PIERRE, S.D. (KELO) — The past four years have seen dozens of tribal people on horseback ride in remembrance from Santee, Nebraska, to Fort Thompson, South Dakota.
Those are places where members of Dakota tribes were forced to go, after the Minnesota unrest of 1862.
The rides honor the tribal grandmothers for their suffering at Crow Creek Indian Reservation, after it was established in what today is central South Dakota.
They also are to remember some 300 children who died of starvation and malnutrition while under care of the U.S. Army more than 150 years ago at Crow Creek.
Thirty-eight members of Dakota tribes were killed December 26, 1862, in a mass hanging at Mankato in what is now Minnesota.
This year the memorial had an additional emphasis and an additional rider: South Dakota’s new governor, Kristi Noem.
The extra leg started at Fort Thompson on the reservation and ended at the state Capitol in Pierre.
The purpose was to honor the many indigenous women and children who have gone missing or have been found murdered in recent decades.
Noem met the group Tuesday morning at Farm Island state campground east of Pierre and joined the ride for the final stretch to the Capitol.
They rode in a circle to start and rode in a circle again on the Capitol lawn at the end.
The governor had the reins of Tibbs, a family horse named for the great South Dakota rodeo rider, Casey Tibbs.
Earlier this year, Noem signed legislation on missing and murdered indigenous women.
The bill from Senator Lynne DiSanto directed the state Division of Criminal Investigation to work more closely with other law enforcement agencies on missing and murdered indigenous cases. No one voted against it.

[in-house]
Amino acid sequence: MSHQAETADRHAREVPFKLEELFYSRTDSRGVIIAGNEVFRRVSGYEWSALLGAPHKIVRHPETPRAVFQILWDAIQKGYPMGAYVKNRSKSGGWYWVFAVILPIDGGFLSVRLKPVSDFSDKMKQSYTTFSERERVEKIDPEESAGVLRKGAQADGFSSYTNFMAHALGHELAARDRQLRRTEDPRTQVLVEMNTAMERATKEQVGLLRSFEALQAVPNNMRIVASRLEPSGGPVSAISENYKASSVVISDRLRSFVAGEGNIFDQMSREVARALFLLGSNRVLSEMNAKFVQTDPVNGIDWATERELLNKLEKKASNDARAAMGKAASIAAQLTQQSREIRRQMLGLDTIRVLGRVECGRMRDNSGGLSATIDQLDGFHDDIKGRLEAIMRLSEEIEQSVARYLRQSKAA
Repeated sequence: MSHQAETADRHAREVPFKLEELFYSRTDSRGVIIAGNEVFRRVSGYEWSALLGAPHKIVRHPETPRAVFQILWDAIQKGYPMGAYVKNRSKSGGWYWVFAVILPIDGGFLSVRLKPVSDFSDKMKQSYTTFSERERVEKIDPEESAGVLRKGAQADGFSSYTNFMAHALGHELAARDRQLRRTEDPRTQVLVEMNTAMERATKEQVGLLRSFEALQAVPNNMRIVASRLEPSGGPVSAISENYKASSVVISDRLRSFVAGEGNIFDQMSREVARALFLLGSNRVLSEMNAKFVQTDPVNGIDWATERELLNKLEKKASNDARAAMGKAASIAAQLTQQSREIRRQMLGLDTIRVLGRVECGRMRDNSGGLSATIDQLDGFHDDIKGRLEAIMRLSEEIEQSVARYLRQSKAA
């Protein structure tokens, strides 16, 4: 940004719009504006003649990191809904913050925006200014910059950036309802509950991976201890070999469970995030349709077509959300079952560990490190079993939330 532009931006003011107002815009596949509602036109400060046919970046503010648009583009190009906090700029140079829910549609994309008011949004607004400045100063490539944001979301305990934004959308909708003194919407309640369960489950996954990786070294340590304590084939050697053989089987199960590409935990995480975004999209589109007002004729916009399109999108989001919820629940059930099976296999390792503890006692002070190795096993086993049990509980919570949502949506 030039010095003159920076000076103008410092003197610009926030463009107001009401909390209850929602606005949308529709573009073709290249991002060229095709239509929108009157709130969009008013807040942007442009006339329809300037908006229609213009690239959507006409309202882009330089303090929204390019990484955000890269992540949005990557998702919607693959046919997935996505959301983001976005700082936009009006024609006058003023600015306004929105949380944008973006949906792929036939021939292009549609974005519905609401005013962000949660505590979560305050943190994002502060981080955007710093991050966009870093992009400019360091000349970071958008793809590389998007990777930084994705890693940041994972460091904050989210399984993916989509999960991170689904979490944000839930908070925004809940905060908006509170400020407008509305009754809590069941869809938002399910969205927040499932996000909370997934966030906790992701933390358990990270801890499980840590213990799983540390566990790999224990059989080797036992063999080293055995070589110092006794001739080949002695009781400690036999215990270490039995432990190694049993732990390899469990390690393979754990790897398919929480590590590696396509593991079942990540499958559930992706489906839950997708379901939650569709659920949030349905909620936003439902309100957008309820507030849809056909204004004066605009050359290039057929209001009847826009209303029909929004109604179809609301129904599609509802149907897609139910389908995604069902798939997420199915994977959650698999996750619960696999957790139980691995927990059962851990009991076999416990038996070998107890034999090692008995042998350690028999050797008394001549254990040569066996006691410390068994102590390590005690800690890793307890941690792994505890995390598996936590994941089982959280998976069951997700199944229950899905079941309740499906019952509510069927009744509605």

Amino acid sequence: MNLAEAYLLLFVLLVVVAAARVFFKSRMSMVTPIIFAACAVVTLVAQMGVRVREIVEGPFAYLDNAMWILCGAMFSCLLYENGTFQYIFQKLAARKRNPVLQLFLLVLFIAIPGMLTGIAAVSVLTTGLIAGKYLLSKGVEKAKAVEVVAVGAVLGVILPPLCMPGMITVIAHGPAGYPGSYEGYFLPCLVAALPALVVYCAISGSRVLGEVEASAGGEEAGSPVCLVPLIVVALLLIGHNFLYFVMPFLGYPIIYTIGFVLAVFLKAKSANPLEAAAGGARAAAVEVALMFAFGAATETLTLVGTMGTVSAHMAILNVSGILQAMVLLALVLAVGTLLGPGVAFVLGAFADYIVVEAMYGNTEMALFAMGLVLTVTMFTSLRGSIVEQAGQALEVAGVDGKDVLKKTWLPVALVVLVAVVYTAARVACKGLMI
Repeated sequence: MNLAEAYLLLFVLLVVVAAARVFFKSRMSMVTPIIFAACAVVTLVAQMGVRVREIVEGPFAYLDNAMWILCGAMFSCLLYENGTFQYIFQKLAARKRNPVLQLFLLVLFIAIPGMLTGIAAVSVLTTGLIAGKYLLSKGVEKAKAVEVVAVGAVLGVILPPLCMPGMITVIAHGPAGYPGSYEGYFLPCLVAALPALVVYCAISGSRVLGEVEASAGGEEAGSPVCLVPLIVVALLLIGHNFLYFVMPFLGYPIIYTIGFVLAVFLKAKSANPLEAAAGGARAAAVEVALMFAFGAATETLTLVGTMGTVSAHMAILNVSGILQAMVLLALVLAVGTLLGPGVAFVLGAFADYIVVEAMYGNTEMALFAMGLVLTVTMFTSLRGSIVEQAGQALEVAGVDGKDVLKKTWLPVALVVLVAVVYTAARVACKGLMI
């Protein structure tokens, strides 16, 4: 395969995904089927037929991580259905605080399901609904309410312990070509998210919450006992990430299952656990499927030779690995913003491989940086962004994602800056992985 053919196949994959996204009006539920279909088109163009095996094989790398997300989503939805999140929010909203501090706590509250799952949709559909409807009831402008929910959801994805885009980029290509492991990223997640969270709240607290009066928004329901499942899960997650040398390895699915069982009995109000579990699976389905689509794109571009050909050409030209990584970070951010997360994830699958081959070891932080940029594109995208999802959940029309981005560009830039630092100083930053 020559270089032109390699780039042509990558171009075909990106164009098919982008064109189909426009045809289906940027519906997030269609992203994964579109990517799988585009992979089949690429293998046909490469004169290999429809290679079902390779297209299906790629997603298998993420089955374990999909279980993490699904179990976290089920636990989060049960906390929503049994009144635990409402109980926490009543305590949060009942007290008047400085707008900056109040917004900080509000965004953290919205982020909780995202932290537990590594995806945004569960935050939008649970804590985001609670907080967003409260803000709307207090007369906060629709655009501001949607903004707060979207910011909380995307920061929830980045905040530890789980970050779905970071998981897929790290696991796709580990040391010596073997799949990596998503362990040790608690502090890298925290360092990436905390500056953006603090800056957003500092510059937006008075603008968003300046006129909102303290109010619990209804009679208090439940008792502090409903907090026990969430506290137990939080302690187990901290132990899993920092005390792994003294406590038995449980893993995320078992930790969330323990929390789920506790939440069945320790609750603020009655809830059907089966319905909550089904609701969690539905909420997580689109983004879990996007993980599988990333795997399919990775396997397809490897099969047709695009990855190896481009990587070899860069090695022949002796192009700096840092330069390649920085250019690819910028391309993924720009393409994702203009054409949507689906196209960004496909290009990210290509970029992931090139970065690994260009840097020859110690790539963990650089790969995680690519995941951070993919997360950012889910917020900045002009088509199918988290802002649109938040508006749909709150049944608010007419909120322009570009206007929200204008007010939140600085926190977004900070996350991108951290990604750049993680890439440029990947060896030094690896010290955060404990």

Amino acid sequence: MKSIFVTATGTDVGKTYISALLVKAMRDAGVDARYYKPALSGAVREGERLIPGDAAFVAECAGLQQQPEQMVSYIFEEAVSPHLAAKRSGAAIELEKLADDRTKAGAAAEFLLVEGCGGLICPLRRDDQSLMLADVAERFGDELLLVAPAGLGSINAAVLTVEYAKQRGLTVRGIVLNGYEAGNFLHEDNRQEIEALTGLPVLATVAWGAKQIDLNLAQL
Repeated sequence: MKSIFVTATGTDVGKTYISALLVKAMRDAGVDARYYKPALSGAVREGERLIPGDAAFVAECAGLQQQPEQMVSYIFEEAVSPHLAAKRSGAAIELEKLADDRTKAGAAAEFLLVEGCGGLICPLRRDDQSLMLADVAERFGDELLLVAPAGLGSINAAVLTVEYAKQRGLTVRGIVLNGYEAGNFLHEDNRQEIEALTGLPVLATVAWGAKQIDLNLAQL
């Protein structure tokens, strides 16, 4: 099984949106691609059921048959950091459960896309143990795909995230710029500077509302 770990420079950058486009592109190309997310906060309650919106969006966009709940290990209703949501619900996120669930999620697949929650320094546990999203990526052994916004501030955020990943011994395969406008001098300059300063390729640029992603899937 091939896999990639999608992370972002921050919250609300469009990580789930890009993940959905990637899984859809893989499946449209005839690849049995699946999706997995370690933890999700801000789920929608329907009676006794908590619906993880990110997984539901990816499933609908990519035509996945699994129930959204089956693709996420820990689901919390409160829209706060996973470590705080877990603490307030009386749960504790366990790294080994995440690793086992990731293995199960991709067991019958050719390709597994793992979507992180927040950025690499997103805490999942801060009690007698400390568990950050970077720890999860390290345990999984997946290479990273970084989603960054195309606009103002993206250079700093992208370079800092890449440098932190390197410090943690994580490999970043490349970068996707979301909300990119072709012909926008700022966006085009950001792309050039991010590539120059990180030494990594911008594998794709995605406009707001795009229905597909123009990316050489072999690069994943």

Afterward Tuesday, the riders and support people gathered on the Capitol steps.
Noem spoke, as did tribal members Jim Hallum, Robin Bowen Campbell, Leta Wise Spirit and others.
“I, as governor, need to be aggressive in making sure we have state laws, and that we are leading by example, in protecting individuals,” Noem said.
Hallum, the ride’s organizer, explained why there’s no face on the tribal staff that is the ride’s symbol for those missing.
“That way it represents allll the nations across Turtle Island,, because this just didn’t happen at Crow Creek,” he said, using a tribal religious term about how North America came to be. “It happened everywhere — California, North Dakota, South Dakota, Canada — everywhere.”
Hallum read names of more than 130 missing women. A drummer put a simple, mournful accent after each, followed by a high-pitch cry from someone in the audience.
The governor had been watching, first from the steps, then from the side, but left by the time the names began. David Flute, the state secretary of tribal relations, received for her a red, hand-stitched quilt.
Most of the 25 squares carried shapes of tribal women, but four spots purposely stood blank. Hallum said the open spots were in recognition of the thousands missing.
Flute said he plans to talk with the governor on Thursday about the next steps they’ll take regarding the quilt.
The riders told him they plan to continue coming back to the Capitol each of the next three years.